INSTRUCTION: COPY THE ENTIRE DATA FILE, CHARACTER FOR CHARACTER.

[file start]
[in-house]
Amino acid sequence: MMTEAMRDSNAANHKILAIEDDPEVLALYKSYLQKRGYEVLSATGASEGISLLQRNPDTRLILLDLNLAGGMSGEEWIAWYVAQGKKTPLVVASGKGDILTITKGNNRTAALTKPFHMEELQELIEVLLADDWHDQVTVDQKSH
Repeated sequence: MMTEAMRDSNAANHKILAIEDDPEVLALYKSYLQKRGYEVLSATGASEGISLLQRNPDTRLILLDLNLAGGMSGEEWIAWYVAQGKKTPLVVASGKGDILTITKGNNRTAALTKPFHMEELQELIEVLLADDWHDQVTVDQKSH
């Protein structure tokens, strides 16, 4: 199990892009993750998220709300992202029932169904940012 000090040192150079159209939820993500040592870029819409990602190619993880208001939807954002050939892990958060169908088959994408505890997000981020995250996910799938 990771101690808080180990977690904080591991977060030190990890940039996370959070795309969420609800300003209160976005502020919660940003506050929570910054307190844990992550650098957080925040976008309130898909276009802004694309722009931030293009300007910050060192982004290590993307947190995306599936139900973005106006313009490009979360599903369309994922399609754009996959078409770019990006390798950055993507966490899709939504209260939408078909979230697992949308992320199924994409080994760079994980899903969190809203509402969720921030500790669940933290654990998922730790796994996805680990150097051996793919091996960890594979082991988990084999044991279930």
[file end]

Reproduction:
[in-house]
Amino acid sequence: MMTEAMRDSNAANHKILAIEDDPEVLALYKSYLQKRGYEVLSATGASEGISLLQRNPDTRLILLDLNLAGGMSGEEWIAWYVAQGKKTPLVVASGKGDILTITKGNNRTAALTKPFHMEELQELIEVLLADDWHDQVTVDQKSH
Repeated sequence: MMTEAMRDSNAANHKILAIEDDPEVLALYKSYLQKRGYEVLSATGASEGISLLQRNPDTRLILLDLNLAGGMSGEEWIAWYVAQGKKTPLVVASGKGDILTITKGNNRTAALTKPFHMEELQELIEVLLADDWHDQVTVDQKSH
């Protein structure tokens, strides 16, 4: 199990892009993750998220709300992202029932169904940012 000090040192150079159209939820993500040592870029819409990602190619993880208001939807954002050939892990958060169908088959994408505890997000981020995250996910799938 990771101690808080180990977690904080591991977060030190990890940039996370959070795309969420609800300003209160976005502020919660940003506050929570910054307190844990992550650098957080925040976008309130898909276009802004694309722009931030293009300007910050060192982004290590993307947190995306599936139900973005106006313009490009979360599903369309994922399609754009996959078409770019990006390798950055993507966490899709939504209260939408078909979230697992949308992320199924994409080994760079994980899903969190809203509402969720921030500790669940933290654990998922730790796994996805680990150097051996793919091996960890594979082991988990084999044991279930």